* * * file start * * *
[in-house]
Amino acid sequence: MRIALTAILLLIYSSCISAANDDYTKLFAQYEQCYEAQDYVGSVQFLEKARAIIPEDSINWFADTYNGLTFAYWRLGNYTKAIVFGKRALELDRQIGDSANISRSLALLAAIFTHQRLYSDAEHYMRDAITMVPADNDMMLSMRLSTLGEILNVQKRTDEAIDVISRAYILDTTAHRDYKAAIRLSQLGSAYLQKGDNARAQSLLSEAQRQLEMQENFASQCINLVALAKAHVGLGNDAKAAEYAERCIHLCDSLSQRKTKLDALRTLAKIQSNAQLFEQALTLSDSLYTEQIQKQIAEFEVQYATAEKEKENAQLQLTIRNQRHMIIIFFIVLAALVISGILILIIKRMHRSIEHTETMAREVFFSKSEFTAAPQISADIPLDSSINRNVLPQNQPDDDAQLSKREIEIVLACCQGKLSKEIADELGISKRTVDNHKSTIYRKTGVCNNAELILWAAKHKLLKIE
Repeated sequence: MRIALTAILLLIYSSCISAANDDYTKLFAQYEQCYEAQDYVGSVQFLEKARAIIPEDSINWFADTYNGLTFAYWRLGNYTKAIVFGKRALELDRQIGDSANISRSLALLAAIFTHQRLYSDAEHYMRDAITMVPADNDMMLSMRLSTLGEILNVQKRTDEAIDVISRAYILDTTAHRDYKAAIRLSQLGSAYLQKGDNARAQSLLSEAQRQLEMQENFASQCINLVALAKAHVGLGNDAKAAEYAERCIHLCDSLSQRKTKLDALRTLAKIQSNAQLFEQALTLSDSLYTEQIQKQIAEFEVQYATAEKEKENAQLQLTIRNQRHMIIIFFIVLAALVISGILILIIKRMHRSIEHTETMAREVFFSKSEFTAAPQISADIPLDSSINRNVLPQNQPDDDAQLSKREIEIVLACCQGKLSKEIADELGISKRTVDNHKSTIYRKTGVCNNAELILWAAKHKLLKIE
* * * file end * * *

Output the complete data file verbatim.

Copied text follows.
[in-house]
Amino acid sequence: MRIALTAILLLIYSSCISAANDDYTKLFAQYEQCYEAQDYVGSVQFLEKARAIIPEDSINWFADTYNGLTFAYWRLGNYTKAIVFGKRALELDRQIGDSANISRSLALLAAIFTHQRLYSDAEHYMRDAITMVPADNDMMLSMRLSTLGEILNVQKRTDEAIDVISRAYILDTTAHRDYKAAIRLSQLGSAYLQKGDNARAQSLLSEAQRQLEMQENFASQCINLVALAKAHVGLGNDAKAAEYAERCIHLCDSLSQRKTKLDALRTLAKIQSNAQLFEQALTLSDSLYTEQIQKQIAEFEVQYATAEKEKENAQLQLTIRNQRHMIIIFFIVLAALVISGILILIIKRMHRSIEHTETMAREVFFSKSEFTAAPQISADIPLDSSINRNVLPQNQPDDDAQLSKREIEIVLACCQGKLSKEIADELGISKRTVDNHKSTIYRKTGVCNNAELILWAAKHKLLKIE
Repeated sequence: MRIALTAILLLIYSSCISAANDDYTKLFAQYEQCYEAQDYVGSVQFLEKARAIIPEDSINWFADTYNGLTFAYWRLGNYTKAIVFGKRALELDRQIGDSANISRSLALLAAIFTHQRLYSDAEHYMRDAITMVPADNDMMLSMRLSTLGEILNVQKRTDEAIDVISRAYILDTTAHRDYKAAIRLSQLGSAYLQKGDNARAQSLLSEAQRQLEMQENFASQCINLVALAKAHVGLGNDAKAAEYAERCIHLCDSLSQRKTKLDALRTLAKIQSNAQLFEQALTLSDSLYTEQIQKQIAEFEVQYATAEKEKENAQLQLTIRNQRHMIIIFFIVLAALVISGILILIIKRMHRSIEHTETMAREVFFSKSEFTAAPQISADIPLDSSINRNVLPQNQPDDDAQLSKREIEIVLACCQGKLSKEIADELGISKRTVDNHKSTIYRKTGVCNNAELILWAAKHKLLKIE